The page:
It was not allowed to do so on my computers. It has also stopped this month.
      The latest MS Removal Tool took forever to create a restore point on both computers.

      I also install office updates. No problems.
      I use outlook and like it and prefer to have it secured as far as I know.

      This is not a fix for waiting on the list or downloading via MS updates.
      It is manual, but enough of my needed KBs overlap for security and some apps that downloading this way and having for the other PC just irritates me less.

    • #39933 Reply

      Morty
      AskWoody Plus

      Go figure!…
      I’m running Windows 7 Enterprise, Version 6.1.7601 Service Pack 1 Build 7601.
      Getting ready for the worst, I just did a full backup, then created a restore point and was just about to do the dirty work…
      And I got this message (next to a green shield emblazoned with a check sign):
      Windows is up to date.
      There are no updates available for your computer.
      Updates were installed 6/3/2016.
      Saved by the bell.
      Morty

    • #39934 Reply

      woody
      Da Boss

      Amazing. Wonder what happened to all of the patches in the interim?

    • #39935 Reply

      Ed

      I see that message from time to time too but if you manually check for updates while that message is showing you’ll most likely find that to be a bogus message and there are indeed updates available.

      Note for Morty: If you haven’t already installed this month’s “magic patch” you’ll likely save yourself a LOT of time if you read post #4 in this thread in its entirety before running a manual update check!

    • #39936 Reply

      woody
      Da Boss

      Curses! Foiled again….

    • #39937 Reply

      Windozxpert

      Let’s not forget these two:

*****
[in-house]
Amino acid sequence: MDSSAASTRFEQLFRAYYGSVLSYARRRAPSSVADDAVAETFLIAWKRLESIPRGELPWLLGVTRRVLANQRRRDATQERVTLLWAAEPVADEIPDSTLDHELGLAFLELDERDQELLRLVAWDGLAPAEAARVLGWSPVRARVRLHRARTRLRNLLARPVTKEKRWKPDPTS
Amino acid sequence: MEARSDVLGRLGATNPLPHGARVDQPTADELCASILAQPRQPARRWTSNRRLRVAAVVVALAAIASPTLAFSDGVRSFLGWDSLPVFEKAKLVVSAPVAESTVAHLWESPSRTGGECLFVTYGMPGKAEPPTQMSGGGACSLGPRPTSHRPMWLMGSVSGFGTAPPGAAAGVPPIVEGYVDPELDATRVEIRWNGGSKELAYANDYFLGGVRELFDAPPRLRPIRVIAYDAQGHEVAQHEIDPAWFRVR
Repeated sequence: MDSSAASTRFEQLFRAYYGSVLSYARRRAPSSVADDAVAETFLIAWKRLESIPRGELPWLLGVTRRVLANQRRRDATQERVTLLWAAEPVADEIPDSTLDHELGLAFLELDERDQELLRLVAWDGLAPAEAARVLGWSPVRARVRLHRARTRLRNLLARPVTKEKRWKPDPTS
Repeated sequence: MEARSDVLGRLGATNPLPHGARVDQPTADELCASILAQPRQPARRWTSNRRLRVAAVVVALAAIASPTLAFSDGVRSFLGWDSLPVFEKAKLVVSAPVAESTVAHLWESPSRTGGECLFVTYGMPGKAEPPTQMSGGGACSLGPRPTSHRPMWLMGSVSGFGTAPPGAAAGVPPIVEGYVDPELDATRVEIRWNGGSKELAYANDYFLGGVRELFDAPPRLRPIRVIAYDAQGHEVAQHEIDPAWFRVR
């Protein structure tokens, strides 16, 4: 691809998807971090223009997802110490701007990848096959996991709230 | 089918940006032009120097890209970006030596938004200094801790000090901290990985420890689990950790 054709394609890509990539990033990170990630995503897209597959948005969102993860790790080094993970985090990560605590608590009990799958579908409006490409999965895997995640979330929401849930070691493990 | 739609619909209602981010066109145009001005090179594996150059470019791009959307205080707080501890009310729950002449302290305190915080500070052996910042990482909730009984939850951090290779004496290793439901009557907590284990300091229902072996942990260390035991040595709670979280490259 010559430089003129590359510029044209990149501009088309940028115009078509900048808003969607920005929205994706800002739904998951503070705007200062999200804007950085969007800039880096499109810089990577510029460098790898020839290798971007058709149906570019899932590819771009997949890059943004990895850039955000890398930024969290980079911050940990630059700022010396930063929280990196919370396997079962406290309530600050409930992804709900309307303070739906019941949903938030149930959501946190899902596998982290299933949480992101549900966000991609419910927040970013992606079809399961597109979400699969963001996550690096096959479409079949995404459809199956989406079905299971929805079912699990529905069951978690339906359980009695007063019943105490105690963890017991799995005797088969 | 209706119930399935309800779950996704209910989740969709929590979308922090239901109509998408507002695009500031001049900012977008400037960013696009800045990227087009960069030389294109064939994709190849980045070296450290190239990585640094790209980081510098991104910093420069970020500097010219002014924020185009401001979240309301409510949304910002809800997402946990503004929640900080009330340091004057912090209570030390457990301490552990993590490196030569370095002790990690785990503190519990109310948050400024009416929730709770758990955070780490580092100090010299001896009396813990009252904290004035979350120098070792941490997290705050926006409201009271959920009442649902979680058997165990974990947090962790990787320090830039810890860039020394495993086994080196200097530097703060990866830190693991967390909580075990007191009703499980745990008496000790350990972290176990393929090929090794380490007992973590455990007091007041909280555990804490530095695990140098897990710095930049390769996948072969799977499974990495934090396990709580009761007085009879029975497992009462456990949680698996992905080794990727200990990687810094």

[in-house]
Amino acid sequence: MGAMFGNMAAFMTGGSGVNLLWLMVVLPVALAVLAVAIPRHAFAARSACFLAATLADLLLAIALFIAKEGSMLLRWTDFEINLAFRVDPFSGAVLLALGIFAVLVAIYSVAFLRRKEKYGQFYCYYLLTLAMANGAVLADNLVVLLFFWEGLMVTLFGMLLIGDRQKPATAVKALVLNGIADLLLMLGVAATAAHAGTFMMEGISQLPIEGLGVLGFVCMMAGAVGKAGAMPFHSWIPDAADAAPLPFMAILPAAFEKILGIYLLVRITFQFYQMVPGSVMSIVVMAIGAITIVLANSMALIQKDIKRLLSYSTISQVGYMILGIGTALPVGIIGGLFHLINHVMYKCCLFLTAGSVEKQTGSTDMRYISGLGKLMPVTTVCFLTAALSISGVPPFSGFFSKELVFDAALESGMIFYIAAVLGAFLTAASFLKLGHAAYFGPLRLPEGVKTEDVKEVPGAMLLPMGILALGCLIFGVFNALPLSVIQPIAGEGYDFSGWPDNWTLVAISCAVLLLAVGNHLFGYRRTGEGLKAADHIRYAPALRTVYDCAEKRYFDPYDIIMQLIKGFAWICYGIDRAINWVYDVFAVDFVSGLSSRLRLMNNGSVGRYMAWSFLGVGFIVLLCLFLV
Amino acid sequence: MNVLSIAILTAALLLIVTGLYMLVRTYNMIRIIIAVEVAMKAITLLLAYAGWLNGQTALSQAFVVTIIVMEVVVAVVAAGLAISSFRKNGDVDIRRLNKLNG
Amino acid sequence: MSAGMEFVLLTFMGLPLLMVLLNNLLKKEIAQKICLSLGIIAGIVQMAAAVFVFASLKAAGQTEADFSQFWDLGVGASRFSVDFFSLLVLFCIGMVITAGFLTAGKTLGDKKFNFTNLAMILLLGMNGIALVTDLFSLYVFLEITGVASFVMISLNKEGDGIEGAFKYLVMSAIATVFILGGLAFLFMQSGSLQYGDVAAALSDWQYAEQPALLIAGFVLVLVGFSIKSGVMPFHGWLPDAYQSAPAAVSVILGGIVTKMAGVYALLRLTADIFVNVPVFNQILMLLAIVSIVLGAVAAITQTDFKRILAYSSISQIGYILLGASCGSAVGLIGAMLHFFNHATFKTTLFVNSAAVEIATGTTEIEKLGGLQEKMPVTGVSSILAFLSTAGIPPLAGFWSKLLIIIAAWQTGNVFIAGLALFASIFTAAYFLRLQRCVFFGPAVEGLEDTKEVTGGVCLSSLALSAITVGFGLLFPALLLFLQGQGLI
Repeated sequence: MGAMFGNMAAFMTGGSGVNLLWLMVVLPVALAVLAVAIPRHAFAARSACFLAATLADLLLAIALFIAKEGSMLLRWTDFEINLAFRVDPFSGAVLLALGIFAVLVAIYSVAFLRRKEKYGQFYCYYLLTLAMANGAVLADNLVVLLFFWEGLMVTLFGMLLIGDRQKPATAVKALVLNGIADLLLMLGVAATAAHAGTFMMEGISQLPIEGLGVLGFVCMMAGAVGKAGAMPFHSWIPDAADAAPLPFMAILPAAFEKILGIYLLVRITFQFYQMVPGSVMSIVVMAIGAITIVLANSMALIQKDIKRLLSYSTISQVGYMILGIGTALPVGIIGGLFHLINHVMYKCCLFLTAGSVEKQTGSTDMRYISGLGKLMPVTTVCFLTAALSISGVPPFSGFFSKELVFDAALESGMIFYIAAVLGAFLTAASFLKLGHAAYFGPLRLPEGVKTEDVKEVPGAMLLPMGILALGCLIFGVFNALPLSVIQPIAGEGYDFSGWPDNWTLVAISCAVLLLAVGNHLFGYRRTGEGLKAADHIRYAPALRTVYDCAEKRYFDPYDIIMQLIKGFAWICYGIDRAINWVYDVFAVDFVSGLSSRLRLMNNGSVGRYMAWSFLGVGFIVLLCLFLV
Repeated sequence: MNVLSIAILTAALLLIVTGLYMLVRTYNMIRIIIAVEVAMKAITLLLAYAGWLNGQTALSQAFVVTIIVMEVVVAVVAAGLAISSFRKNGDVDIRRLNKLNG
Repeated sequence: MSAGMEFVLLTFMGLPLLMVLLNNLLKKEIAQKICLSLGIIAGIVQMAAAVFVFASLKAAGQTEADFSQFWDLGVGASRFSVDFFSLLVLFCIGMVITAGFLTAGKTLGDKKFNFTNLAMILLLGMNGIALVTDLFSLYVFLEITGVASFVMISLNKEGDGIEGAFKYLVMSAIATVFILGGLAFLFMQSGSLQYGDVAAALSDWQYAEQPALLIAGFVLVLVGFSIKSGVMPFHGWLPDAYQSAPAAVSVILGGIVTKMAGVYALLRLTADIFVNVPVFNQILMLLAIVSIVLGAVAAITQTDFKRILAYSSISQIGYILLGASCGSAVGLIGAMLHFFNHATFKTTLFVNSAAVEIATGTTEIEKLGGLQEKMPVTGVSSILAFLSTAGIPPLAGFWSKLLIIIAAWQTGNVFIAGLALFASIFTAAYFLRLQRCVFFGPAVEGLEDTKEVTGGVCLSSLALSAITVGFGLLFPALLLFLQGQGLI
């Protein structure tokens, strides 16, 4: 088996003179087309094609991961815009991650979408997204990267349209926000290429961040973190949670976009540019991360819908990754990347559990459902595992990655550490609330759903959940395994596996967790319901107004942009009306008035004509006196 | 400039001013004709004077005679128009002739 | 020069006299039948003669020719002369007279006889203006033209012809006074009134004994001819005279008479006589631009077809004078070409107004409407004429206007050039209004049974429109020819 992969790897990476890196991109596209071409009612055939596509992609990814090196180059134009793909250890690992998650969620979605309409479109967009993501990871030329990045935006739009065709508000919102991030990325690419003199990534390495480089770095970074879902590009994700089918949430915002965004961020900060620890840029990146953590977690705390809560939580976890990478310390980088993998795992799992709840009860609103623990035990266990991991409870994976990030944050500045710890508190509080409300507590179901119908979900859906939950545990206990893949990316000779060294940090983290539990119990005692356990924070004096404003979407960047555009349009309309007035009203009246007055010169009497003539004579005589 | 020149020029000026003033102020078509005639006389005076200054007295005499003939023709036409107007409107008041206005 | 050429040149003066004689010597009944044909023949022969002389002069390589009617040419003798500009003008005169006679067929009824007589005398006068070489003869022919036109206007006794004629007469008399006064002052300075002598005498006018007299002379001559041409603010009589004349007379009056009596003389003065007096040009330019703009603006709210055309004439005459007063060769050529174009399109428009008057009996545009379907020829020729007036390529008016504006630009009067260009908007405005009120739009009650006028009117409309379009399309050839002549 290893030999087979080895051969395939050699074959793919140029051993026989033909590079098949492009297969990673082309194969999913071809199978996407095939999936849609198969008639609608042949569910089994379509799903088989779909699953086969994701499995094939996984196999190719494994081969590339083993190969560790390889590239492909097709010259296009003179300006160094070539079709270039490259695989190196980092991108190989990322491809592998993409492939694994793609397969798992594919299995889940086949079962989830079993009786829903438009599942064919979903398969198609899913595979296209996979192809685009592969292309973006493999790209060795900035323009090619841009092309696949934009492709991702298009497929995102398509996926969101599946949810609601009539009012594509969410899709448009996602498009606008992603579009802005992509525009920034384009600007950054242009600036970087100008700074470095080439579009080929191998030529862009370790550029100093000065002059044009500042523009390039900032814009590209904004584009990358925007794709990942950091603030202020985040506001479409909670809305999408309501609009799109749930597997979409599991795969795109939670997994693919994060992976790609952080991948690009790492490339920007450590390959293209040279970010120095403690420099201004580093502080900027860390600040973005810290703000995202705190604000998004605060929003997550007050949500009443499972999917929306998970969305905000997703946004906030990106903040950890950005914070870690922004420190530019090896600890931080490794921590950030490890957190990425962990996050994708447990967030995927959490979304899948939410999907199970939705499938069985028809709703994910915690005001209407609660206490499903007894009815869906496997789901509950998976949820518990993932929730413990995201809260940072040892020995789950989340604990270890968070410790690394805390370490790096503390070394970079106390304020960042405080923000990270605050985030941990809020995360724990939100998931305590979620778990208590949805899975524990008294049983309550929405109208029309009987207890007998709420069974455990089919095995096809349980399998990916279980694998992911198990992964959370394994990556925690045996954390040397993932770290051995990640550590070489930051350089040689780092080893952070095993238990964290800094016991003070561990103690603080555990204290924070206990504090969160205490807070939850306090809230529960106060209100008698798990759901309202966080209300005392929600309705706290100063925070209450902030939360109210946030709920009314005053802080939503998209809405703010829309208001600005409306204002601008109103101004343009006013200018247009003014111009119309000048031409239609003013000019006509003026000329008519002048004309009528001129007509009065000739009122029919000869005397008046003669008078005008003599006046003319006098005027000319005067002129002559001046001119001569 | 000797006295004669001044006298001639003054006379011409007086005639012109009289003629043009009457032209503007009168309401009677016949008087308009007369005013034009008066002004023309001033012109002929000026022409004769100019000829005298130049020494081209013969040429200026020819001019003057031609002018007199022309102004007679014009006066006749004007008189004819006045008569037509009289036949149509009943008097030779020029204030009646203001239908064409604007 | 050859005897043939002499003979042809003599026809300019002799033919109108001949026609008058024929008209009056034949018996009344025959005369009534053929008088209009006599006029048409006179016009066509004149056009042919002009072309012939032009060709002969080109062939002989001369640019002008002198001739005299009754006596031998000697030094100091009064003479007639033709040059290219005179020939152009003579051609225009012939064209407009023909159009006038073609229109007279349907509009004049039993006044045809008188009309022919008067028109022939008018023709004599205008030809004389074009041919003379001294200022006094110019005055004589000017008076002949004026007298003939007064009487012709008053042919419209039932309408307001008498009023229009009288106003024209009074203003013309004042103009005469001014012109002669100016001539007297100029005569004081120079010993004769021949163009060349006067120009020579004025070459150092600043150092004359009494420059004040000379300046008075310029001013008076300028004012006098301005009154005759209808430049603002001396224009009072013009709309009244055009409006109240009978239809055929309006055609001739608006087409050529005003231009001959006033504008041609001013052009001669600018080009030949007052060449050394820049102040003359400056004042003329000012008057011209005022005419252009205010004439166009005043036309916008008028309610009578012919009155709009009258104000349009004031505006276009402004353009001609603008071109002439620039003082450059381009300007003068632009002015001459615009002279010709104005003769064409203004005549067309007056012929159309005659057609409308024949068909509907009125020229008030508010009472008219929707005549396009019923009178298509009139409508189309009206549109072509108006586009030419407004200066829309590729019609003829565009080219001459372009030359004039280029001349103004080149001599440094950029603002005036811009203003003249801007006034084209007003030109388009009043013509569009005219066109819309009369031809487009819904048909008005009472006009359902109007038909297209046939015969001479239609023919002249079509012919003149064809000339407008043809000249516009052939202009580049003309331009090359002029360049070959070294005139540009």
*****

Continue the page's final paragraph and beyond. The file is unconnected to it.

KB3021917
      KB3150513
      Only a few more days left however, I think M$ will come up with some marketing campaign to extend this “Offer”.
      I foresee much more of these…

      http://hqcomoxvalley.com/2016/07/woman-sues-microsoft-over-her-forced-windows-10-upgrade-and/

    • #39938 Reply

      Stephan

      Thanks Woody for this value info. It’s been a constant struggle with this issue and I’m starting to think I may be headed toward Linux at some point.

      Just out of curiosity, has anyone considered the repeated update issues on a monthly basis with fixes that don’t last more than one month,
      are by design (just enough to allow the current months updates, but not the next months updates)?

      I am a software engineer myself and I’m finding it hard to understand how a company as large as MS with experienced programmers, who presumably has QA engineers to test fixes can’t seem to get this issue resolved once and for all. If I was tasked to address this problem, I would have been fired for not fixing the issue after so many attempts. So it occurred to me that perhaps this is a ploy by MS to piss everyone off so much that they go through with the Win10 upgrade just to stop dealing with this issue.

      I also find it suspicious that they are forcing everyone to take the roll up to get the bundled fix (which BTW, is marked as an optional update not important) and it doesn’t
      apply to Vista (I have this issue with both Vista/Win7 and haven’t been able to update my Vista system for a few months).

      I’m a bit concerned that they are bundiling in some Win10 upgrade code (which I’ve been diligent to not install) without detailing it in the KB article, as a last ditch effort to get everyone upgraded before the end of month deadline. Any thoughts?

    • #39939 Reply

      woody
      Da Boss
    • #39940 Reply

      Morty
      AskWoody Plus

      Thanks. Will check it out.

    • #39941 Reply

      Morty
      AskWoody Plus

      Just when I thought it was safe to go into the water… I checked again. Now there are 23 “important” updates selected:
      Definition Update for Microsoft Office 2010 (KB3115247) 32-Bit Edition
      Security Update for Microsoft Visio Viewer 2010 (KB2999465) 32-Bit Edition
      Security Update for Microsoft Word 2010 (KB3115243) 32-Bit Edition
      Security Update for Windows 7 for x64-based Systems (KB3159398)
      Security Update for Windows 7 for x64-based Systems (KB3161561)